Time for our third annual Eco-Stats Paper of the Year awards. Basically everyone in our group nominates the paper they were most impressed by this year, across the ecology and statistics literatures (although ideally somewhere between the two). Then we have a vote for a winner. A bit of a stats focus this year as it turns out, perhaps reflecting where our thinking has been recently. Here is our shortlist:
Kitzes and Harte Beyond the species–area relationship: improving macroecological extinction estimates, Methods in Ecology and Evolution. There is something of a disconnect between broad macroecological methods (like species-area relationships) and methods for modelling individual species (SDMs etc), and this paper tries to bridge that gap a little with some nice ideas.
Godoy, Kraft and Levine Phylogenetic relatedness and the determinants of competitive outcomes, Ecology Letters. An interesting mix of empirical work and theory, meticulously collecting data on vital rates in a competition experiment to parameterise a fancy Chesson mathematical model for competition and look at what this implied concerning the pairwise competitive interactions between a set of 18 Californian grassland species. Results question the widely held expectation that more distantly related species can more readily coexist.
Delaigle Nonparametric Kernel Methods with Errors-in-Variables: Constructing Estimators, Computing them, and Avoiding Common Mistakes, Australian and New Zealand Journal of Statistics. An insightful review of ways to handle measurement error in kernel estimation, with a section on common mistakes seen in the literature. Aurore Delaigle (Melbourne) is one to watch on the Australian Statistics scene, a Peter Hall protege and winner of the 2012 Moran Medal.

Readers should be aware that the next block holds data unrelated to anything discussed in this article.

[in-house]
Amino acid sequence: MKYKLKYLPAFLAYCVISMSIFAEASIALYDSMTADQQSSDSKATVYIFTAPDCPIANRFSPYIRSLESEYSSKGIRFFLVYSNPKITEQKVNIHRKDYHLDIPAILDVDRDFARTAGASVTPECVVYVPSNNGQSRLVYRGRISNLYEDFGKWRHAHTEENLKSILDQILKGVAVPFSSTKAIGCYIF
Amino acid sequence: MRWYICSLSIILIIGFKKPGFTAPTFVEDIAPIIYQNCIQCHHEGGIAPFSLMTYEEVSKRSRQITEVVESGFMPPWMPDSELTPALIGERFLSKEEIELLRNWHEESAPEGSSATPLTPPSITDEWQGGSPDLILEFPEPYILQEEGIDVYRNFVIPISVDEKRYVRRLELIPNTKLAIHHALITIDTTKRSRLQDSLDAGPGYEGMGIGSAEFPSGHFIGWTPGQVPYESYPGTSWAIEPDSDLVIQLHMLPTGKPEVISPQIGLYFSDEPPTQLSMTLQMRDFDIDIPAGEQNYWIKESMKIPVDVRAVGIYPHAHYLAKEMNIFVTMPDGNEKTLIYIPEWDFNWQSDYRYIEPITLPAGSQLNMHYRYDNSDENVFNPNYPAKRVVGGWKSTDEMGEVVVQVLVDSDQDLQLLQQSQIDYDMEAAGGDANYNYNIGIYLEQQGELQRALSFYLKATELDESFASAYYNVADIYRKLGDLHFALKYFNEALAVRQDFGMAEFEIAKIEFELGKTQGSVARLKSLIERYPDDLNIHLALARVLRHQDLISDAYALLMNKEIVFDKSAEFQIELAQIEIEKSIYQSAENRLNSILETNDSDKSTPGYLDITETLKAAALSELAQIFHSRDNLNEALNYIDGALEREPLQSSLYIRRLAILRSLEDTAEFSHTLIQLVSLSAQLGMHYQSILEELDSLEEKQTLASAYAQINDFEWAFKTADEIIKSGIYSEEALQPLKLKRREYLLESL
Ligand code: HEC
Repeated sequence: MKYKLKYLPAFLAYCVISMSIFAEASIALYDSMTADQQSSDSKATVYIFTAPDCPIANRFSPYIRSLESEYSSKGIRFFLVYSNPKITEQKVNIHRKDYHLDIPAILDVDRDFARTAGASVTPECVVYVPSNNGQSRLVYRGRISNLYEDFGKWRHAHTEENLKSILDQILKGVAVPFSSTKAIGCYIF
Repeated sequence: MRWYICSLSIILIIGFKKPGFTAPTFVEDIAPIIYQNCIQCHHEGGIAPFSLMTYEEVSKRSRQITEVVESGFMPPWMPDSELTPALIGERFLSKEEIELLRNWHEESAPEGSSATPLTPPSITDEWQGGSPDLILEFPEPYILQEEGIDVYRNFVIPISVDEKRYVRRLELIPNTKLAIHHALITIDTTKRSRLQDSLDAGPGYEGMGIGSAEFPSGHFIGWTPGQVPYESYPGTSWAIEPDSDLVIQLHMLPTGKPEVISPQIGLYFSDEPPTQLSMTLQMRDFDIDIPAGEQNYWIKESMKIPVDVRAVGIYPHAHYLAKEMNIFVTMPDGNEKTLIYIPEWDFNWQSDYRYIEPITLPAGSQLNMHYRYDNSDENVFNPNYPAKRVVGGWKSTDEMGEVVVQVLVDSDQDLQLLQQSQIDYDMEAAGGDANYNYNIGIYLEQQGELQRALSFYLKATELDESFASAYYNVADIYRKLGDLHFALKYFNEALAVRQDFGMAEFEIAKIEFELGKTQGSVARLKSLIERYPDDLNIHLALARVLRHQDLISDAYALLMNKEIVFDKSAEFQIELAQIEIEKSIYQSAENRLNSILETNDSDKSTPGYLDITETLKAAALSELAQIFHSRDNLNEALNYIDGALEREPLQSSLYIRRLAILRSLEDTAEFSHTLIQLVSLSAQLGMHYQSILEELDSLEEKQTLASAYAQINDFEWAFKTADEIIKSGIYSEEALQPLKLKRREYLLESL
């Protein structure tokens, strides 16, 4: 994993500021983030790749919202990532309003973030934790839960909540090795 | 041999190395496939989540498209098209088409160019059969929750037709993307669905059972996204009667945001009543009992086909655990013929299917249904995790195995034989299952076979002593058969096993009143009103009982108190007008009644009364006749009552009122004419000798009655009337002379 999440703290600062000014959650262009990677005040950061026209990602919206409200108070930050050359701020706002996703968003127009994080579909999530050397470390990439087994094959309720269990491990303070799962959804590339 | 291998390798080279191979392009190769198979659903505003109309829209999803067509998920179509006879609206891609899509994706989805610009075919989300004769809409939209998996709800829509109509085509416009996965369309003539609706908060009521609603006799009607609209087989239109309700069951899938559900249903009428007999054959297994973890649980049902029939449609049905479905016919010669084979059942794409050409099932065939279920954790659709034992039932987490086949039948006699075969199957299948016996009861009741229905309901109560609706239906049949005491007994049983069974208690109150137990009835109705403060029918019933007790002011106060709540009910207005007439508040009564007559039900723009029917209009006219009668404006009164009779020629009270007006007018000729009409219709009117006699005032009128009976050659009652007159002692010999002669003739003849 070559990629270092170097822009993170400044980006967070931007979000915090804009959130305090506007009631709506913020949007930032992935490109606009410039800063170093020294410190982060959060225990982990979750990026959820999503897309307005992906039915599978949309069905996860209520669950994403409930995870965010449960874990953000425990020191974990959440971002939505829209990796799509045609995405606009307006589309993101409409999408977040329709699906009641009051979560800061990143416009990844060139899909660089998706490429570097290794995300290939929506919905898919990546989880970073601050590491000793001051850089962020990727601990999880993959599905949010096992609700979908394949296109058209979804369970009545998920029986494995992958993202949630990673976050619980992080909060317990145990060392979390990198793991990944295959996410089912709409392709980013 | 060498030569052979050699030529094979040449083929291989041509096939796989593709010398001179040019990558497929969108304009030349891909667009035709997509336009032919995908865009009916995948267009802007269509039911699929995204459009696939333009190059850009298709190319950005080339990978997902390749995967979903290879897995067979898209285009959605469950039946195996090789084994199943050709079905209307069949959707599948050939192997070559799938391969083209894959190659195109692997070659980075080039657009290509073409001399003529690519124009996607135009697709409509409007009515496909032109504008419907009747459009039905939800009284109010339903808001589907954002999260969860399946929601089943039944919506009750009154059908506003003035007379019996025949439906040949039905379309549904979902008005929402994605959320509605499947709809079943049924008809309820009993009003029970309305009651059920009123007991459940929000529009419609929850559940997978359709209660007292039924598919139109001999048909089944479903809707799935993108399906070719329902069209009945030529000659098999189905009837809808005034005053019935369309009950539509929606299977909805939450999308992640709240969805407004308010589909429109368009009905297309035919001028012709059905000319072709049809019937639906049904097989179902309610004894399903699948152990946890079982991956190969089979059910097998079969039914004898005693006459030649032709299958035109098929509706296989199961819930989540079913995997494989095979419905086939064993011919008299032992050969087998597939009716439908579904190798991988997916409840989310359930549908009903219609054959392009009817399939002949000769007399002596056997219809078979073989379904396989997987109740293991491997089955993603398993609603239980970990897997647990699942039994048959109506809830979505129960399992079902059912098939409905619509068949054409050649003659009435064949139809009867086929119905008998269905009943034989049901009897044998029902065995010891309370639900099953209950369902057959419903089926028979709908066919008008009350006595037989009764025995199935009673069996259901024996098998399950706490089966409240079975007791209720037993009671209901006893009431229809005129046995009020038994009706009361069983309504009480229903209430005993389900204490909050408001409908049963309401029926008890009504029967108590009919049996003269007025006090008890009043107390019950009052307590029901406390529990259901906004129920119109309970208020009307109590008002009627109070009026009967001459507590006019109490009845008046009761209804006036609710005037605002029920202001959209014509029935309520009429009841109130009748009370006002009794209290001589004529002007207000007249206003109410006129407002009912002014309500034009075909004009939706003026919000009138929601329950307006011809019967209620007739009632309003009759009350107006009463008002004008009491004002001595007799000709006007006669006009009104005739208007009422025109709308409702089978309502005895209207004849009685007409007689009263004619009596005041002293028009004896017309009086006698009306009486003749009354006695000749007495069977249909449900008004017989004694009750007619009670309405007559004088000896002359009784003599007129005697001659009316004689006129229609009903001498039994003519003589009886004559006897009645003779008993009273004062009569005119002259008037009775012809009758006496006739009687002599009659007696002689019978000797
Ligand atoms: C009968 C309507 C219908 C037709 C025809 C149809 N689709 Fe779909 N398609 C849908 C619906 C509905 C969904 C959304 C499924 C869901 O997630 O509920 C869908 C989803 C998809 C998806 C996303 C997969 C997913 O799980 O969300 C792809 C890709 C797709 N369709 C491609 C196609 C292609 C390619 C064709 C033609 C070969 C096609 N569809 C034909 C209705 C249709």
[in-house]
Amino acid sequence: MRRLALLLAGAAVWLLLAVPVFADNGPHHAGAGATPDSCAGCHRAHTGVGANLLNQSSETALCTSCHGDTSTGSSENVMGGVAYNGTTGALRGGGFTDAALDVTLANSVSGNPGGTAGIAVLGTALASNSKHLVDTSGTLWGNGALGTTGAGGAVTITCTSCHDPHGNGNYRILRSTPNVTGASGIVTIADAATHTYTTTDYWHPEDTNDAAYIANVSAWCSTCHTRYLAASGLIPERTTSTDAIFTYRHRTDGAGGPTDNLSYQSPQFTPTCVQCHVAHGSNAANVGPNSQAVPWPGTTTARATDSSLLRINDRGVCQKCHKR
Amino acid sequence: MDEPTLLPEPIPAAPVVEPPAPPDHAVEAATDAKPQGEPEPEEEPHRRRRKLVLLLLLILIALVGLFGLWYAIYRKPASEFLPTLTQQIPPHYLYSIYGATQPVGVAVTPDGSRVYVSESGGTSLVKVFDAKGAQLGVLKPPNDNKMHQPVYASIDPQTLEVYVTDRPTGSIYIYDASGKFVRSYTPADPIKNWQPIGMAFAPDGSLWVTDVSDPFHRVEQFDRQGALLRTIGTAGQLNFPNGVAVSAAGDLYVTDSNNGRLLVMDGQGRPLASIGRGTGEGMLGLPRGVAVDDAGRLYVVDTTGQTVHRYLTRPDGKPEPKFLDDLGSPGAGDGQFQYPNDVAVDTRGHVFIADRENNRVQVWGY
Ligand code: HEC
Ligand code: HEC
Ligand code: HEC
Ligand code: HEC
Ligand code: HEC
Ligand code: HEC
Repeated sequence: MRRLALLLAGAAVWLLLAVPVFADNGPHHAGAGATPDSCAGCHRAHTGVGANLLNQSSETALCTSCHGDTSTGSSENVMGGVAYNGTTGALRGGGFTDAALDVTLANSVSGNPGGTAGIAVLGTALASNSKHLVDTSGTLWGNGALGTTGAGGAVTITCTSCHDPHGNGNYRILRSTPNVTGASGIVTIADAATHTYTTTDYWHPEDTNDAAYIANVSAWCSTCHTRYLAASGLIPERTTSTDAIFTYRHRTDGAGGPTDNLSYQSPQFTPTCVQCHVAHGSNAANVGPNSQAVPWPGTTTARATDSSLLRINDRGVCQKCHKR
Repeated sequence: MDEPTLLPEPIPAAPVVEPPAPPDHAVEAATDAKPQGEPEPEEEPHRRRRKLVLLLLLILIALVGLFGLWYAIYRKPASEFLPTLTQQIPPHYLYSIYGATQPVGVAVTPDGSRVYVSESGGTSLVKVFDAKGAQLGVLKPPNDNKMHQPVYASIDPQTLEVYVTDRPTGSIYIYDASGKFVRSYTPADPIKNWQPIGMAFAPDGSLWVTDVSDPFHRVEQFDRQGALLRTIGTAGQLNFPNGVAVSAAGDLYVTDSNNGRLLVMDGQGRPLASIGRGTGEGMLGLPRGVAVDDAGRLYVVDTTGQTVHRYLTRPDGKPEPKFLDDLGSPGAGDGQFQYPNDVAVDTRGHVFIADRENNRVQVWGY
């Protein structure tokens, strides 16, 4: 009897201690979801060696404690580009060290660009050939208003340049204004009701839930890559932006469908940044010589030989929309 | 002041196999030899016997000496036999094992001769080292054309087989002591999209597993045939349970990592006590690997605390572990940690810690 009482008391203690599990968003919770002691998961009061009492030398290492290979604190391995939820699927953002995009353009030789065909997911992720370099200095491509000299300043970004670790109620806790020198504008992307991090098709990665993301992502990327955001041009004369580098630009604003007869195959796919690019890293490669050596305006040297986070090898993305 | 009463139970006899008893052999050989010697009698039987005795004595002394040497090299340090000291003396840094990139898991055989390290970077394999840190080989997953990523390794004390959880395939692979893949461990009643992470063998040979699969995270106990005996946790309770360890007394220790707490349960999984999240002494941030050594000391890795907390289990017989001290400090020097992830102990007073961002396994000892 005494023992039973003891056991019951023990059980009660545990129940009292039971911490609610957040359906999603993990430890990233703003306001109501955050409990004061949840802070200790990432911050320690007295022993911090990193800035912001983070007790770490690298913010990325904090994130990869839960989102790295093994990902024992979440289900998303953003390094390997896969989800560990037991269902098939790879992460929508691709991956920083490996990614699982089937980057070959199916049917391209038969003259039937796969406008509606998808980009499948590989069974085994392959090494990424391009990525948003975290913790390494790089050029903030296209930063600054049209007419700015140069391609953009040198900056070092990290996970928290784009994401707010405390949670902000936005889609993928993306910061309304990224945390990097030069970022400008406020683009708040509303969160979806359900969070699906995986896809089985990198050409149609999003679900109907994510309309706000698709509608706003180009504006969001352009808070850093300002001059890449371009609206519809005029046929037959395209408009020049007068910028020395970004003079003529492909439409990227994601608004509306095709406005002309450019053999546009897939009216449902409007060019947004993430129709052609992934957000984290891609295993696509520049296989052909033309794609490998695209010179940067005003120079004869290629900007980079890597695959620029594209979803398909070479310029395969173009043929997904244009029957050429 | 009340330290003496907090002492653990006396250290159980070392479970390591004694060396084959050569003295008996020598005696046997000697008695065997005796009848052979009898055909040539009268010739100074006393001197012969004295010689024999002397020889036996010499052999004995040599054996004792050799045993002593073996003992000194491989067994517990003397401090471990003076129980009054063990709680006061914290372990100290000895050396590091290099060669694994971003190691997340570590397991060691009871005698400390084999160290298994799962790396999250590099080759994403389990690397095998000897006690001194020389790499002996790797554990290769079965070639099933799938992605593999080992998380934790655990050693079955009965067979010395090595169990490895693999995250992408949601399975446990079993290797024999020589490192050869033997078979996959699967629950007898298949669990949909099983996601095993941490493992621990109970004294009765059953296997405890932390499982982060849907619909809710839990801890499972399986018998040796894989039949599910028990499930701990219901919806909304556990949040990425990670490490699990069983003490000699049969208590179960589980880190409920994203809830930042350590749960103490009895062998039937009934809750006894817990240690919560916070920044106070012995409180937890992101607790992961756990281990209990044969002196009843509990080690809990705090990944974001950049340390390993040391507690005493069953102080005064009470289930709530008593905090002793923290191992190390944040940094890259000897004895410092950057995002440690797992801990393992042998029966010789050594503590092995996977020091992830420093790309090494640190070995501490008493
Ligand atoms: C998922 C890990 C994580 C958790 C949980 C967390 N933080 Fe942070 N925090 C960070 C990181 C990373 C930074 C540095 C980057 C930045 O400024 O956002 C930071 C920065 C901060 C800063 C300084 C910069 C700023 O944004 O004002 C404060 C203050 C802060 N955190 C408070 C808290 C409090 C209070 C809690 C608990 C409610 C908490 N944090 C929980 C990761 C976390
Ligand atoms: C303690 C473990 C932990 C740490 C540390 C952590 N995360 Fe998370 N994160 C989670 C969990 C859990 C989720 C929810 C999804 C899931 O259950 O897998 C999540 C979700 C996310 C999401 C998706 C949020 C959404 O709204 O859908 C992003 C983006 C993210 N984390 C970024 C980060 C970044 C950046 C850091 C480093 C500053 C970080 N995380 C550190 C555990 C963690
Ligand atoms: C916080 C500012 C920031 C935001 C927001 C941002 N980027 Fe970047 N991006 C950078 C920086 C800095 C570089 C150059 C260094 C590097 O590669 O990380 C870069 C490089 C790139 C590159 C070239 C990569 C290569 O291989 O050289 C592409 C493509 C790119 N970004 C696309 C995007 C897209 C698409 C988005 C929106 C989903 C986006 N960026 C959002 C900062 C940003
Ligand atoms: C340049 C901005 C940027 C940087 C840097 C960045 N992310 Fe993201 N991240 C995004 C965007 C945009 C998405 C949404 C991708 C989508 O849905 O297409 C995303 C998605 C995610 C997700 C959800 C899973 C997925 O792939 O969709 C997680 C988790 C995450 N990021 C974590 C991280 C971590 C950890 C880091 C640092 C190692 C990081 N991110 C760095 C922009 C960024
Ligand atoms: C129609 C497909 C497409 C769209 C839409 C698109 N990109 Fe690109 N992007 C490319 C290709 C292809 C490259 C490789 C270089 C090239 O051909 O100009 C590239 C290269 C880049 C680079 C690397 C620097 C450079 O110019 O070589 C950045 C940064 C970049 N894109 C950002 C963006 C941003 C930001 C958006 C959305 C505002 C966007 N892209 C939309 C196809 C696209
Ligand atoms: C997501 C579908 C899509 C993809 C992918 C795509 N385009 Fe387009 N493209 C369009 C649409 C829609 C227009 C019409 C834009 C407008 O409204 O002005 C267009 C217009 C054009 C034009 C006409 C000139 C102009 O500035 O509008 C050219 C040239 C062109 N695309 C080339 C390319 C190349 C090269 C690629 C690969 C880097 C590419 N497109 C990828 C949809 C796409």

Viladomat, .., Hastie Assessing the significance of global and local correlations under spatial autocorrelation: A nonparametric approach, Biometrics. Not the first Stanford Stats entry, and not the last either! A permutation test for association between two spatial variables, which works by smoothing and scaling values in the permuted variable in such a way that it preserves autocorrelation. An original idea working away at the problematic area of design-based inference for spatial data.
And the two joint winners this year:
Kleiner et al A scalable bootstrap for massive data, JRSSB.
Bootstrapping target quantities in large datasets by breaking the data
into groups and boostrapping the summary statistics for each group.
This idea makes bootstrapping doable for large datasets, if you have the
right sort of statistic.
Lockhart, .., Tibshirani A significance test for the lasso, Annals of Statistics. The LASSO is a big deal these days but a sticking point has always been inference about coefficients. This paper proposes an amazingly simple significance test for coefficients entering the model. This is destined to become a citation classic.
Feel free to share your own opinions on the highlights of 2014!